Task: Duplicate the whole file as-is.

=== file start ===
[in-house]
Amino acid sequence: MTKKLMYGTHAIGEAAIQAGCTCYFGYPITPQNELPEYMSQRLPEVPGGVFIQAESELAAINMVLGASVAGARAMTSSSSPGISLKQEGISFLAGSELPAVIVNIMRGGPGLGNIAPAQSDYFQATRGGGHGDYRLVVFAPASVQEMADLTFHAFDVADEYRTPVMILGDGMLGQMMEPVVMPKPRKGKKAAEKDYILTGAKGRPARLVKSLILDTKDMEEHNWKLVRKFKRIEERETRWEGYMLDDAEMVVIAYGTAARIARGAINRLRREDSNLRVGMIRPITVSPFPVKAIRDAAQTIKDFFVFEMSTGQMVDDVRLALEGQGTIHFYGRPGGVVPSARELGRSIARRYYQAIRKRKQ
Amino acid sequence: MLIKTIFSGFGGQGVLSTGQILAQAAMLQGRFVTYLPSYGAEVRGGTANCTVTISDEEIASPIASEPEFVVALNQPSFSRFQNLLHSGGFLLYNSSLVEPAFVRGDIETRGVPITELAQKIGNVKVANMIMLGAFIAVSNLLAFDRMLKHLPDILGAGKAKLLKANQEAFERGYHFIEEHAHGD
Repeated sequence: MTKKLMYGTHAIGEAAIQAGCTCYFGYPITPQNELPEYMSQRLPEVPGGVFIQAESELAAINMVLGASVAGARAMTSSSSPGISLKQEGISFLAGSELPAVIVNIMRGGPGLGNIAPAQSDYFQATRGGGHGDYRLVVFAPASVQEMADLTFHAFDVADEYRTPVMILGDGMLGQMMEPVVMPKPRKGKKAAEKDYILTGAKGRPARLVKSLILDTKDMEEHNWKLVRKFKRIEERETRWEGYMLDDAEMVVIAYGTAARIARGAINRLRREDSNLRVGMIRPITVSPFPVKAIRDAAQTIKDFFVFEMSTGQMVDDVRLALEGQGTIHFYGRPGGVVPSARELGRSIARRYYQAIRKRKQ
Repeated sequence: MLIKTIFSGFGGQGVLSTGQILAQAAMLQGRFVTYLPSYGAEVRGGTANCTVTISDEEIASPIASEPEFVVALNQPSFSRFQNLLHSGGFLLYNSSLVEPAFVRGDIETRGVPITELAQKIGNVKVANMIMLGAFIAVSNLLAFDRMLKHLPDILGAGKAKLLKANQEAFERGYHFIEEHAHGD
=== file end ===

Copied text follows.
[in-house]
Amino acid sequence: MTKKLMYGTHAIGEAAIQAGCTCYFGYPITPQNELPEYMSQRLPEVPGGVFIQAESELAAINMVLGASVAGARAMTSSSSPGISLKQEGISFLAGSELPAVIVNIMRGGPGLGNIAPAQSDYFQATRGGGHGDYRLVVFAPASVQEMADLTFHAFDVADEYRTPVMILGDGMLGQMMEPVVMPKPRKGKKAAEKDYILTGAKGRPARLVKSLILDTKDMEEHNWKLVRKFKRIEERETRWEGYMLDDAEMVVIAYGTAARIARGAINRLRREDSNLRVGMIRPITVSPFPVKAIRDAAQTIKDFFVFEMSTGQMVDDVRLALEGQGTIHFYGRPGGVVPSARELGRSIARRYYQAIRKRKQ
Amino acid sequence: MLIKTIFSGFGGQGVLSTGQILAQAAMLQGRFVTYLPSYGAEVRGGTANCTVTISDEEIASPIASEPEFVVALNQPSFSRFQNLLHSGGFLLYNSSLVEPAFVRGDIETRGVPITELAQKIGNVKVANMIMLGAFIAVSNLLAFDRMLKHLPDILGAGKAKLLKANQEAFERGYHFIEEHAHGD
Repeated sequence: MTKKLMYGTHAIGEAAIQAGCTCYFGYPITPQNELPEYMSQRLPEVPGGVFIQAESELAAINMVLGASVAGARAMTSSSSPGISLKQEGISFLAGSELPAVIVNIMRGGPGLGNIAPAQSDYFQATRGGGHGDYRLVVFAPASVQEMADLTFHAFDVADEYRTPVMILGDGMLGQMMEPVVMPKPRKGKKAAEKDYILTGAKGRPARLVKSLILDTKDMEEHNWKLVRKFKRIEERETRWEGYMLDDAEMVVIAYGTAARIARGAINRLRREDSNLRVGMIRPITVSPFPVKAIRDAAQTIKDFFVFEMSTGQMVDDVRLALEGQGTIHFYGRPGGVVPSARELGRSIARRYYQAIRKRKQ
Repeated sequence: MLIKTIFSGFGGQGVLSTGQILAQAAMLQGRFVTYLPSYGAEVRGGTANCTVTISDEEIASPIASEPEFVVALNQPSFSRFQNLLHSGGFLLYNSSLVEPAFVRGDIETRGVPITELAQKIGNVKVANMIMLGAFIAVSNLLAFDRMLKHLPDILGAGKAKLLKANQEAFERGYHFIEEHAHGD